Cordner, Joseph (James) (1875–1963), pioneer aviator, was born 11 February 1875 in Derryinver, Co. Armagh, twin brother of Edward Cordner and son of Ussiagh Cordner, farm labourer, and Anne Cordner. Educated locally, Joseph (who may also have been known as ‘James’) and Edward opened a bicycle shop together in Lurgan about 1900. In 1908, both having married, Joseph moved to Derry, establishing his own business at 5 John St., while Edward settled nearer home in Portadown. Joseph became a professional motor agent, combining knowledge used in bicycle and motor manufacture that enabled him to experiment with building Ireland's first operational aeroplane.
Inspired by American flight pioneers Orville and Wilbur Wright, who in December 1903 flew the world's first heavier-than-air aircraft at Kitty Hawk, North Carolina, Cordner independently designed a rudderless, streamlined monoplane powered by a J.A.P. motor (made by the J. A. Prestwich company in north London). The curving, glider-like wings and tailplane lacked ailerons but had a unique arrangement of V-shaped channels or slots underneath, controlled by the pilot to steer and land the aircraft. Uncertainty, owing to a lack of support documents and reliable witnesses, overshadowed his claim to have made the first Irish aeroplane flight at the White Strand, Buncrana, Co. Donegal, in the summer or autumn of 1908, with subsequent trials lasting into 1909. He was challenged by engineer and aviation pioneer Harry Ferguson (qv), who subsequently received credit for the first Irish flight on 31 December 1909 at Hillsborough Park, Co. Down.
Whereas Ferguson's flights (and crashes) were well recorded from 1909 through 1910 at various locations in Ulster, including passenger flights at Magilligan Strand at the mouth of Lough Foyle, neither Cordner's earlier claims nor his passengers, reputedly flown at Magilligan in 1909, could be confirmed. However, in September 1911 he received a patent for his underwing V-shaped channels and built an advanced aircraft featuring his own patent control system on the wings while using conventional rear elevators. After the prototype's accidental destruction prior to take-off (1912), he experimented with vertical flight. The first world war intervened in 1914 and Cordner joined the RFC. He was obliged to attend Hendon aerodrome outside London in 1915 to qualify for a Royal Aeronautical Club licence (granted 6 September 1916) and subsequently trained pilots there until the 1918 Armistice, prior to demobilisation.
On 22 April 1919 he obtained his patent for a rotary aircraft, potentially capable of vertical or conventional flight, including multi-functional military applications, distantly anticipating the helicopter and the jump-jet. A month later, amid the international flurry of postwar aviation adventures which lasted until the 1930s, he and Geoffrey Smiles of the Belfast Ropeworks manufacturing family flew an Avro 504K biplane from Hendon to Edinburgh and south-west via Turnberry in Ayrshire to Portrush, Co. Antrim, appearing there unexpectedly on the ‘quiet Sabbath’ Sunday night of 25 May 1919. After a show of aerobatics including ‘looping the loop’ they were greeted on landing by excited crowds, witnessing what the newspapers announced as the first landing of a civilian aeroplane in Ireland since the government had lifted restrictions on passenger and freight travel at the beginning of May. Other than demonstration flights, they spent several days giving aerobatic passenger trips inland between Portrush and Coleraine and along the northern coast as far as the Giant's Causeway. They stayed at the Portrush Hotel over the following week, where bookings for flights could be made. Among the many passengers were a clearly delighted correspondent of the Northern Constitution who, with that of the Coleraine Chronicle, recorded the event and its festive response among the public. Sergeant Walsh of the RIC, who had the previous evening arrested a man for theft and falsely posing as a Victoria Cross recipient, was another privileged passenger.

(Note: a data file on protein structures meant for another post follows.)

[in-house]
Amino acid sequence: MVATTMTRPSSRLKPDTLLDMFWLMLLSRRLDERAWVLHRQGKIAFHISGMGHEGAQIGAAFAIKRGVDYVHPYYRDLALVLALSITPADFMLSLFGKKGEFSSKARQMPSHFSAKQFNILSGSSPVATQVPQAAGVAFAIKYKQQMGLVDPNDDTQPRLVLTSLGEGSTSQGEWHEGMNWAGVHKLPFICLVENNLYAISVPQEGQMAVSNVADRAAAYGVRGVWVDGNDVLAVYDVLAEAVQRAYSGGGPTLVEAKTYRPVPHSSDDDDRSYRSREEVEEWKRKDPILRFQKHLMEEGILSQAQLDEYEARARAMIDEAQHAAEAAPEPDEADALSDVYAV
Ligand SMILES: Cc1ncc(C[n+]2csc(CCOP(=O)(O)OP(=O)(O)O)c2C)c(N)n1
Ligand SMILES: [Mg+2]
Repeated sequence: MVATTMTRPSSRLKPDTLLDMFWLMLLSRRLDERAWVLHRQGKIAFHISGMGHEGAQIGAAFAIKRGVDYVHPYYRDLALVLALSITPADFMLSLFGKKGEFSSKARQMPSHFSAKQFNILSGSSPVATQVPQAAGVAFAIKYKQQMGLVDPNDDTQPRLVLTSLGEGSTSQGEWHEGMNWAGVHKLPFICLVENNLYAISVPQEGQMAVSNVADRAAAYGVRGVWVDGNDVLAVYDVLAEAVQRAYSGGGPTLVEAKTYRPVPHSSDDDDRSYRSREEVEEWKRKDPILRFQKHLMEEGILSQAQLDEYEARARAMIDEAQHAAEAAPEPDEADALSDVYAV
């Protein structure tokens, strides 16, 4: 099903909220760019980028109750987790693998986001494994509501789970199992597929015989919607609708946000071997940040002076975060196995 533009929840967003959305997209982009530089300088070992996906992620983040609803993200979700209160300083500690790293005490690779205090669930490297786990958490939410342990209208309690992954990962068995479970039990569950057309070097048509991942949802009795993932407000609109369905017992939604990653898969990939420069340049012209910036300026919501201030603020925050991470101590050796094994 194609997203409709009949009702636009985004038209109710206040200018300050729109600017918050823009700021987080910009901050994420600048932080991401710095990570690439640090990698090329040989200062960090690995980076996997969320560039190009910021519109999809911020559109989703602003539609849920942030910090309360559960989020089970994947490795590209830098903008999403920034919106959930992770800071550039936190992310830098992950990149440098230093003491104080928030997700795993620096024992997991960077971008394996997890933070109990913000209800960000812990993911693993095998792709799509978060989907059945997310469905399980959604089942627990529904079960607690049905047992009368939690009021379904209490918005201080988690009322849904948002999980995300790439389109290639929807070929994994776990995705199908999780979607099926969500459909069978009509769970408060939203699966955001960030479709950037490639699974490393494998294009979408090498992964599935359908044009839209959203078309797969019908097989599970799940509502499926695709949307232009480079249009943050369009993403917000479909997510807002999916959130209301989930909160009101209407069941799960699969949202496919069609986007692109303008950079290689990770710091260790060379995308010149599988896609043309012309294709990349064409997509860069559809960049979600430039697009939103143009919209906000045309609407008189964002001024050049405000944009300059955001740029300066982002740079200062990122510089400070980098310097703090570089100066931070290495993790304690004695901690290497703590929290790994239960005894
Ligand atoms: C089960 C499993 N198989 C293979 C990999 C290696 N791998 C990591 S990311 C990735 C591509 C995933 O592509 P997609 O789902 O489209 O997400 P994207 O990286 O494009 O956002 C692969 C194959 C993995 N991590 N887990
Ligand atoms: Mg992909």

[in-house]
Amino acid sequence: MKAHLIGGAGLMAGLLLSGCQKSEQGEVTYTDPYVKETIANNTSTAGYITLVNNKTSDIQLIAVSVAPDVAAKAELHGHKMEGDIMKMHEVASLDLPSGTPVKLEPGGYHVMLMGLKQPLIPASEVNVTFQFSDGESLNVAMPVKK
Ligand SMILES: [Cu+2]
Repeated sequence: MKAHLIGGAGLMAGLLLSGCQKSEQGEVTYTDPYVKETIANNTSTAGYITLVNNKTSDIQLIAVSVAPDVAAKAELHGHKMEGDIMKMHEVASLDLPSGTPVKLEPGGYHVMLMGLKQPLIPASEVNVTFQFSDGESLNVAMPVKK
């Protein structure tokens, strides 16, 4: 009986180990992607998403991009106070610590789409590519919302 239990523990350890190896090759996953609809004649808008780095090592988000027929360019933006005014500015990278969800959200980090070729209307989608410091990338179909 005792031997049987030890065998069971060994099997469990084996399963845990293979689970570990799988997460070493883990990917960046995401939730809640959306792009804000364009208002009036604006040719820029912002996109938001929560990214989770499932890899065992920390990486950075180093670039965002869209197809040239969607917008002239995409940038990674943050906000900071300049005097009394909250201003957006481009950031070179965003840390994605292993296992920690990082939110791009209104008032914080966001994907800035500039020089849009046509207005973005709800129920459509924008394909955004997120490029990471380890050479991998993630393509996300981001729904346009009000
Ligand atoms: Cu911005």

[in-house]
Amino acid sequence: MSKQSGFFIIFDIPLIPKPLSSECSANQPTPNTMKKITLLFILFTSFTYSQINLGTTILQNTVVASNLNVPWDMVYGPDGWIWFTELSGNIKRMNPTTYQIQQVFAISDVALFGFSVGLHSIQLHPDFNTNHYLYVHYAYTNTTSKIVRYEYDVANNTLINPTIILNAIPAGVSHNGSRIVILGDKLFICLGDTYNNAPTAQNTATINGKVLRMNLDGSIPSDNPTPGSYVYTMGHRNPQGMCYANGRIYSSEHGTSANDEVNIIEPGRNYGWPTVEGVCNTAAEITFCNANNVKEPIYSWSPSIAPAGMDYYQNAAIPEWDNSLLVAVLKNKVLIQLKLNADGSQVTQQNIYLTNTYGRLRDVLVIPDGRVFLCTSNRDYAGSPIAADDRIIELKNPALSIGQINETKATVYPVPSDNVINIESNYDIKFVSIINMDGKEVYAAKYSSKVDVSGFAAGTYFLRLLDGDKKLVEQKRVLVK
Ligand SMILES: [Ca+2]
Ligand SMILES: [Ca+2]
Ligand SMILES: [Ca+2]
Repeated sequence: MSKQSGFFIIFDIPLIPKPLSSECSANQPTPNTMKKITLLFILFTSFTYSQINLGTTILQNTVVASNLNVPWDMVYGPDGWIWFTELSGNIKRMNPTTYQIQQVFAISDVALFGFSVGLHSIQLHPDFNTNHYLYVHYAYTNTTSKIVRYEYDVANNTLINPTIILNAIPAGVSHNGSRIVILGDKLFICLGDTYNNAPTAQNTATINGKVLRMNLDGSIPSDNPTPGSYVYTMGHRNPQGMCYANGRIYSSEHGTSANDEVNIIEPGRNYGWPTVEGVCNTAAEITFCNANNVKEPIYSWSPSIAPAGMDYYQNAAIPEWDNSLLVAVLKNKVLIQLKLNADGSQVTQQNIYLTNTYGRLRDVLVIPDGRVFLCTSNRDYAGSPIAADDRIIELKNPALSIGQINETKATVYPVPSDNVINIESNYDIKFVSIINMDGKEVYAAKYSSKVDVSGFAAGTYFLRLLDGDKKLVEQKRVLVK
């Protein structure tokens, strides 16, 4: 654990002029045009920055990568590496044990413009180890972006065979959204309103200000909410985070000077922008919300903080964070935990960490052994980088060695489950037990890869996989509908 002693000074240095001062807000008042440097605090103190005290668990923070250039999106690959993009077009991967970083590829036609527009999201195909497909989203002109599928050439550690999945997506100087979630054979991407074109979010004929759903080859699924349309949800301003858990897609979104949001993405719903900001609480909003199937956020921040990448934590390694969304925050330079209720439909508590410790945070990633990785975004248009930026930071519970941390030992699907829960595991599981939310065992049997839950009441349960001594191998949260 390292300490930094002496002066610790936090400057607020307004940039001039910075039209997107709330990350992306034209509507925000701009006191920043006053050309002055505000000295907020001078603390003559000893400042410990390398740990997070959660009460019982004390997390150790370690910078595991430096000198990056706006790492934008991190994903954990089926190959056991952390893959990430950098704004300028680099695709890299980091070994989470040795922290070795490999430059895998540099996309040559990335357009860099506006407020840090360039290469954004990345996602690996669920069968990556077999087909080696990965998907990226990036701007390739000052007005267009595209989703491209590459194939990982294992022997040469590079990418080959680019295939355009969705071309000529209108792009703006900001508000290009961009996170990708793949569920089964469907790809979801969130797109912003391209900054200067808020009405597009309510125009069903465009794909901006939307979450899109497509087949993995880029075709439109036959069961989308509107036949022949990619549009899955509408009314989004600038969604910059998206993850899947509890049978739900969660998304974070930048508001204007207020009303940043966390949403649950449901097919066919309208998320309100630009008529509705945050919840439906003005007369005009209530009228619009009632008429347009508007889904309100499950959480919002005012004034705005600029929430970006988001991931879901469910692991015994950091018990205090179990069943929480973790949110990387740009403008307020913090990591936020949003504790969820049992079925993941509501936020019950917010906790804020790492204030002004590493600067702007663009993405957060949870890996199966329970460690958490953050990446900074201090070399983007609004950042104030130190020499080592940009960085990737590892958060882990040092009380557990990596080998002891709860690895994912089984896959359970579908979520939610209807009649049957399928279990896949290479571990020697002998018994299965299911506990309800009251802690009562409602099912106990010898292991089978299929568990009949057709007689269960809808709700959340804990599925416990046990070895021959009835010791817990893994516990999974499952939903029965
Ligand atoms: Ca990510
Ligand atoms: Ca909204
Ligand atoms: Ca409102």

Grasping the public mood, Cordner and Smiles reported that they had already placed an order for smaller aircraft with the London Provincial Aviation Company at Edgware, Middlesex, to fly passenger trips to practically any part of Ireland. They intended to attempt an Atlantic crossing later in the summer of 1919. At the same time, an eastward Atlantic crossing from Newfoundland by the Australians Hawker and Grieve ended in a much-publicised sea rescue some hundreds of miles short of Ireland; less than a month later, British aviators Alcock and Brown succeeded in their transatlantic bid.
Joseph Cordner's optimistic plans may have been misplaced in the excitement of postwar aviation freedom. Having apparently fulfilled his desire to conduct civil air demonstrations and passenger flights in the short term, he faded from the historical record, although he continued privately to develop vertical-take-off aircraft models. His achievement remained virtually unacknowledged in his lifetime as the Irish pioneer of modern flight, although the first to land in the country after the armistice. Undoubtedly in 1919–21 the war of independence and partition of Ireland detracted from the essentially social dimension of his ambition for air-tourism. Little is recorded of his private life or subsequent experience; he was married, but the date and his wife's name are not known. He reportedly died ‘in his eighty-ninth year’ in Dundonald, Co. Down, in 1963, both a mystery and a legend in early Irish aviation. Images of his aircraft are held at the photographic archive of the Ulster Folk and Transport Museum, Cultra, Holywood, Co. Down.